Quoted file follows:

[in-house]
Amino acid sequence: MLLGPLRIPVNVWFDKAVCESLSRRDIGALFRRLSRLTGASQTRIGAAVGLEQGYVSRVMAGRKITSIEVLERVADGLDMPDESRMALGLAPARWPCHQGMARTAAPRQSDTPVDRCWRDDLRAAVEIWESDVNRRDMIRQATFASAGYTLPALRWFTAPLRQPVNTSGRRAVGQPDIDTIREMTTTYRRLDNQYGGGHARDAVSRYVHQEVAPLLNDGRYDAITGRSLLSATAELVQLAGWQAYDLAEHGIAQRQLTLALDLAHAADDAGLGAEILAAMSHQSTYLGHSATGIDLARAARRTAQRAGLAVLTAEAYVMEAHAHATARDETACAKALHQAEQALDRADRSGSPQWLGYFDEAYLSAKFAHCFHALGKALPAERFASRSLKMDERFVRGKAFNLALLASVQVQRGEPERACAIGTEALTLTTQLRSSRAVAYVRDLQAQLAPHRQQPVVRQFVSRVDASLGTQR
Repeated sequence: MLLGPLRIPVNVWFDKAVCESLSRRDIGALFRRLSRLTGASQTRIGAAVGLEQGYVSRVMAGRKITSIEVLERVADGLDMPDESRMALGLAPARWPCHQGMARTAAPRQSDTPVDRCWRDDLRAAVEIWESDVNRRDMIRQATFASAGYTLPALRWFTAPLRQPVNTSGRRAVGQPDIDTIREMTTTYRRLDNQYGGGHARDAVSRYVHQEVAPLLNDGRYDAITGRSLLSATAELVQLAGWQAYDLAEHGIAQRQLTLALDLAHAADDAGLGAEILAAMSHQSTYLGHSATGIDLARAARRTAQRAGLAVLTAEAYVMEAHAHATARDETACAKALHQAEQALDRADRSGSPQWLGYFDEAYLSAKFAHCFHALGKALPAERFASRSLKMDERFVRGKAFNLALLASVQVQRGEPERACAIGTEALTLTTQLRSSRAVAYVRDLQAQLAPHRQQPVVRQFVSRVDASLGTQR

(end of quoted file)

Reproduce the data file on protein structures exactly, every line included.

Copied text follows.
[in-house]
Amino acid sequence: MLLGPLRIPVNVWFDKAVCESLSRRDIGALFRRLSRLTGASQTRIGAAVGLEQGYVSRVMAGRKITSIEVLERVADGLDMPDESRMALGLAPARWPCHQGMARTAAPRQSDTPVDRCWRDDLRAAVEIWESDVNRRDMIRQATFASAGYTLPALRWFTAPLRQPVNTSGRRAVGQPDIDTIREMTTTYRRLDNQYGGGHARDAVSRYVHQEVAPLLNDGRYDAITGRSLLSATAELVQLAGWQAYDLAEHGIAQRQLTLALDLAHAADDAGLGAEILAAMSHQSTYLGHSATGIDLARAARRTAQRAGLAVLTAEAYVMEAHAHATARDETACAKALHQAEQALDRADRSGSPQWLGYFDEAYLSAKFAHCFHALGKALPAERFASRSLKMDERFVRGKAFNLALLASVQVQRGEPERACAIGTEALTLTTQLRSSRAVAYVRDLQAQLAPHRQQPVVRQFVSRVDASLGTQR
Repeated sequence: MLLGPLRIPVNVWFDKAVCESLSRRDIGALFRRLSRLTGASQTRIGAAVGLEQGYVSRVMAGRKITSIEVLERVADGLDMPDESRMALGLAPARWPCHQGMARTAAPRQSDTPVDRCWRDDLRAAVEIWESDVNRRDMIRQATFASAGYTLPALRWFTAPLRQPVNTSGRRAVGQPDIDTIREMTTTYRRLDNQYGGGHARDAVSRYVHQEVAPLLNDGRYDAITGRSLLSATAELVQLAGWQAYDLAEHGIAQRQLTLALDLAHAADDAGLGAEILAAMSHQSTYLGHSATGIDLARAARRTAQRAGLAVLTAEAYVMEAHAHATARDETACAKALHQAEQALDRADRSGSPQWLGYFDEAYLSAKFAHCFHALGKALPAERFASRSLKMDERFVRGKAFNLALLASVQVQRGEPERACAIGTEALTLTTQLRSSRAVAYVRDLQAQLAPHRQQPVVRQFVSRVDASLGTQR